LinkedIn Jail Guide - 2023


Are you serious, is there something called LinkedIn Jail? Isn’t Linkedin a social media platform, how can they jail someone? 

                                         "How is it legal for LinkedIn to jail someone? WHAT IS LINKEDIN JAIL?"

Those were the anxious words of my friend Barry when I casually mentioned LinkedIn Jail during our LinkedIn lead generation conversation. Barry always drops funny remarks and plays dumb, even though he's very intelligent and a super-smart player in marketing wars

Barry was going all out on LinkedIn, furious. 'How can they set up a jail and lock people? Isn't that the government's job?

Two persons talking about LinkedIn Jail at Linkwheelie

Hang on, hang on – I said.

Me (Akesh): Barry, you are right; they cannot jail someone …... physically. BUT “LinkedIn Jail” is for real, and believe me it is not a nice place to be in.

“LinkedIn Jail is a cold, digital cell where your connections freeze and opportunities disappear.” I quipped in chatGPT style.

Barry – What?  I don’t yet understand, what do you mean by connections freeze. Do they now put people inside a fridge? Was 'jail' not enough?

Akesh: LOL … Come on, Barry. Let me explain …...

You already know that LinkedIn is a social media app meant for professionals. They interact, sell, and recruit each other for their businesses.LinkedIn has put some rules and regulations to be followed by people on their platform to ensure better experience and avoid spam for users. If users do not follow those rules, LinkedIn puts in some temporary restrictions like you cannot send more connections or cannot access profile for 12 hours or sometimes permanently restricts platform access which is scary.

person reading newspaper that a recruiter gets banned from LinkedIn

Barry: Okay, so how does LinkedIn decide which user to be “Jailed” temporarily or permanently? 

Akesh: It depends on the violation by the user. You can either be jailed temporarily or permanently or being stopped existing on LinkedIn.

Barry: That doesn’t sound like fun. What are these Jail restrictions by the way? Am I provided a cell when I am temporarily jailed or is it an open air?

Akesh: Whatever you prefer to call it, no fun though. 😉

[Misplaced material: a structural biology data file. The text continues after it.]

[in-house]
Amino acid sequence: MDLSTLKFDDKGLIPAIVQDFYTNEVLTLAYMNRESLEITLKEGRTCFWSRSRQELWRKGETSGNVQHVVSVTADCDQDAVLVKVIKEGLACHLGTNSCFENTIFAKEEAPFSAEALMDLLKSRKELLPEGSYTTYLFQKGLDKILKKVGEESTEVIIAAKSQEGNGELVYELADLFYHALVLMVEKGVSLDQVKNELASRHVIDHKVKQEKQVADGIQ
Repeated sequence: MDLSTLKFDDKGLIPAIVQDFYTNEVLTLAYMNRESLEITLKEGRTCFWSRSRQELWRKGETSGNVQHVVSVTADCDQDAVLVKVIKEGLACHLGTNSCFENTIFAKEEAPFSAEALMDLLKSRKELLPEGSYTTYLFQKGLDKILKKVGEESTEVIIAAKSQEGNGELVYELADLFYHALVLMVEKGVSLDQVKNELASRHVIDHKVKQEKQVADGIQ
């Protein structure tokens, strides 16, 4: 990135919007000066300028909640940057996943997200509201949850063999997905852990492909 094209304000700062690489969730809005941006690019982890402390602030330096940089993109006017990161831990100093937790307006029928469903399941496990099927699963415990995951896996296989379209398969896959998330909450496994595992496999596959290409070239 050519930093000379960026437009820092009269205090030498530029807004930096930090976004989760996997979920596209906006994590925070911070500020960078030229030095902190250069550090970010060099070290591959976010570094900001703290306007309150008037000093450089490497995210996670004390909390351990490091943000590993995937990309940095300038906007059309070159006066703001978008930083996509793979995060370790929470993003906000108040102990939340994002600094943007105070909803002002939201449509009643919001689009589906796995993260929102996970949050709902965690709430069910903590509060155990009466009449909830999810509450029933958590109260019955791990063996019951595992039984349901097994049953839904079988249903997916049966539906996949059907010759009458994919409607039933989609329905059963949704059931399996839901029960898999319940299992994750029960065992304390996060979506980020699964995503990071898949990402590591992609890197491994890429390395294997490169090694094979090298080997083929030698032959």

Temporary restrictions usually involve time limits on your profile, preventing you from using certain features for a few hours. Additionally, LinkedIn might ask you to take specific actions to lift these restrictions.

"Permanent restrictions involve your profile being fully banned or even completely deleted from the platform.This can be only sorted by contacting LinkedIn customer support.

Permanent restrictions are typically applied when a user commits repeated serious violations, even after several warnings or temporary restrictions.

Barry: Okay, And How would I be warned by LinkedIn?

Akesh: LinkedIn would send an email to you with complete information of what they noticed and what actions you should take to come out of it. And when you would try to sign in, you would notice a banner or message from LinkedIn.  

Does this picture below ring a bell, have you seen any of them before when you tried signing in?

LinkedIn Account restrictions messages collection



Barry: Oh yes, I saw one of those warnings once when I couldn't view more profiles. Are you saying I was temporarily jailed?

Akesh: Not jailed, but it was a warning. LinkedIn might have assumed you were using it for commercial purposes since you likely viewed more profiles than a certain limit allows. They want you to move to paid plans to view unlimited profiles.

Barry: Alright, so are you saying that if I pay, I can bypass all the warnings and won't face any restrictions?